Hikes & Nature Walks
Whether you enjoy strolling around a quiet lake on a gentle, shaded path or backpacking on a rugged trail to a stunning view, you’ll find paths and pinnacles to suit your pace.
Hiking in Texas State Parks
Trails are the pride and joy of our state parks. Whether you are looking for a short nature trail for a quick stroll or an adventurous, all-day endeavor through a park's most remote stretches, you will find what you are looking for in the trails at a Texas State Park. In addition to the Ranger Picks below, you can plan your next hike at a State Park by exploring a State Park webpage and looking for links to a park trail map on the right-hand side of the page. Play it safe by always packing extra food and water, extra clothing, a flashlight (just in case) and of course a trail map. Keep your parks beautiful by following the Leave No Trace principles, including staying on the trails and trashing your trash. Happy Hiking!
For the best trails for parents and children, keep an eye out for "Nature Trails" and "Interpretive Trails," which generally take less than an hour to hike. Extra snacks go a long way to keep the kiddos happy on the trail. Also consider Geocaching to add some more excitement to a family hike.
Pedernales Falls is a favorite for family hikes, with a duck pond, a quarter-mile nature trail leading to a scenic overlook of Twin Falls, and a wheelchair-friendly wildlife-viewing station. The easy 7-mile Wolf Mountain Trail winds along small canyons created by Mescal and Tobacco creeks. At Dinosaur Valley State Park, explore the Paluxy River Nature Trail to learn about the river and the flora and fauna of the park. In McKinney Falls State Park, a 3-mile paved hiking loop runs along pecan-shaded Onion Creek.
Many parks have wheelchair-accessible facilities including trails, fishing piers and nature centers. A highlight is the Creekfield Nature Trail, only 20 miles from Houston at Brazos Bend State Park. Amid the alligators and lily pads, visitors can enjoy tactile displays and interpretive information in braille; or enjoy scenic views from the wheelchair-accessibile George Observatory.
Hiking into History
At Davis Mountains State Park, you can climb the Skyline Trail to a high ridge above Limpia Creek for a superb view of Fort Davis and a breathtaking panorama of this kinder, gentler mountain range. Mission Tejas, Blanco and Abilene State Parks offers great examples of the craftsmanship of the Civilian Conservation Corps (CCC), which designed and built more than 50 parks throughout Texas in the 1930s.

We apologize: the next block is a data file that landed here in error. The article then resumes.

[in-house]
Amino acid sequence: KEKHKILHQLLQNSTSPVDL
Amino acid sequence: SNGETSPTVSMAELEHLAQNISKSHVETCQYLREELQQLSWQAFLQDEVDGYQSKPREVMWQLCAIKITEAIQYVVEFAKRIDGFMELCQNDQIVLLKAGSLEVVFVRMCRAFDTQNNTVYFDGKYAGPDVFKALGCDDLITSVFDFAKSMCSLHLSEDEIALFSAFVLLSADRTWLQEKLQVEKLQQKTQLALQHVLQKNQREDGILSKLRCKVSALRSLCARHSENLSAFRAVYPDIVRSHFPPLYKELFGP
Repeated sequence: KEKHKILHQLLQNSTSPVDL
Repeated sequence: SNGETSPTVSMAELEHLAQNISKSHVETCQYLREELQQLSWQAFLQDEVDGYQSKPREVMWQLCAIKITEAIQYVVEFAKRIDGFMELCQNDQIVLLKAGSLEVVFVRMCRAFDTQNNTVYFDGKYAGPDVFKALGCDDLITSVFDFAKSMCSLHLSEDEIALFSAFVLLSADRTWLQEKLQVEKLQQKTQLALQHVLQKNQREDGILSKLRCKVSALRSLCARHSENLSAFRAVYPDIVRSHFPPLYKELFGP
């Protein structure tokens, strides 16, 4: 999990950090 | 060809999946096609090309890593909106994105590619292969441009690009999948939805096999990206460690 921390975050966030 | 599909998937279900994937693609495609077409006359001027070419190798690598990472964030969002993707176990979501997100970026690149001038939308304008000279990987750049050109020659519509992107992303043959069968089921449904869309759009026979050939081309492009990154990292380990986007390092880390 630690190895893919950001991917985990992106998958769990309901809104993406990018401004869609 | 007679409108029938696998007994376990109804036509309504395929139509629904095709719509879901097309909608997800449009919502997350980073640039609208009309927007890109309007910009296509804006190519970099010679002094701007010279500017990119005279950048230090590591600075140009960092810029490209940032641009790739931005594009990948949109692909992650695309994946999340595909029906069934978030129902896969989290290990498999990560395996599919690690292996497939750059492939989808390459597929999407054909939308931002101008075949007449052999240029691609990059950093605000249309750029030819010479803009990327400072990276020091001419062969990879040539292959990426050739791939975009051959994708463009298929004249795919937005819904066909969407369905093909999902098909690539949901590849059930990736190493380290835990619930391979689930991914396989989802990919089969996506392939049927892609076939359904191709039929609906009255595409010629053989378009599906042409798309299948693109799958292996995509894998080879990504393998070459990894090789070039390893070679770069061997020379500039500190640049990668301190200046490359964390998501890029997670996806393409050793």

Play in the Sand
For a unique family adventure, walk or “surf” the dunes at Monahans Sandhills State Park near Odessa; some sand dunes are more than 70 feet tall! Boogie surf boards are available for rent at the park office. You can also explore the beautiful beaches and ocean breezes of Texas at Galveston Island, Mustang Island, Goose Island and Sea Rim State Parks.
Into the Woods
For protection from the hot Texas sun, try the state’s shadier scenic trails. Martin Dies, Jr. offers trails through the primeval Big Thicket. At Huntsville State Park, the hiking trail around Lake Raven cuts through pine forest. You can hike through a beautiful pine forest past a picturesque lake at Tyler State Park, or experience the towering oak canopy anc backcountry hiking loops at Buescher.
To take in some dazzling sights at sundown, try the Sunset View Trail in Franklin Mountains State Park, which offers a dramatic 360-degree view of the sunset and the lights of El Paso (hikes must be scheduled in advance.) The rolling hills surrounding Inks Lake State Park also make for some great sunset vistas over the lake. Late-afternoon hikes are a great time for wildlife watching, but don't forget a flashlight to help get you back to the car in case night falls quickly.
Dramatic and Demanding Hikes
The Lighthouse Trail takes its name from the Lighthouse Rock formation that has become the emblem for Palo Duro Canyon State Park. This trek offers an immersion in color-coded geology, with layers of rock ranging from bright red to yellow, pink and lavender. The cottonwoods here are spectacular in the fall. An abandoned railroad line that passes by Caprock Canyons State Park has been transformed into a scenic 64-mile trail that passes over trestles and through Clarity Tunnel, the state’s longest railroad tunnel.
Overnight Backpacking Adventures
Sometimes one day is not enough to explore the trails of your favorite park. An overnight backpacking trip is a perfect way to enjoy some solitude in the remote corners of a scenic park. The 19-mile Rancherias Backpacking Loop through Big Bend Ranch State Park leads backpackers from the narrow ribbon of the Rio Grande along Highway 170, also known as River Road, into timeless, rugged canyon terrain, across thornscrub mesas, past seeps and springs and remnants of historic homesteads. Other popular overnight hikes can be found at Lost Maples State Natural Area, Hill Country State Natural Area and Dinosaur Valley State Park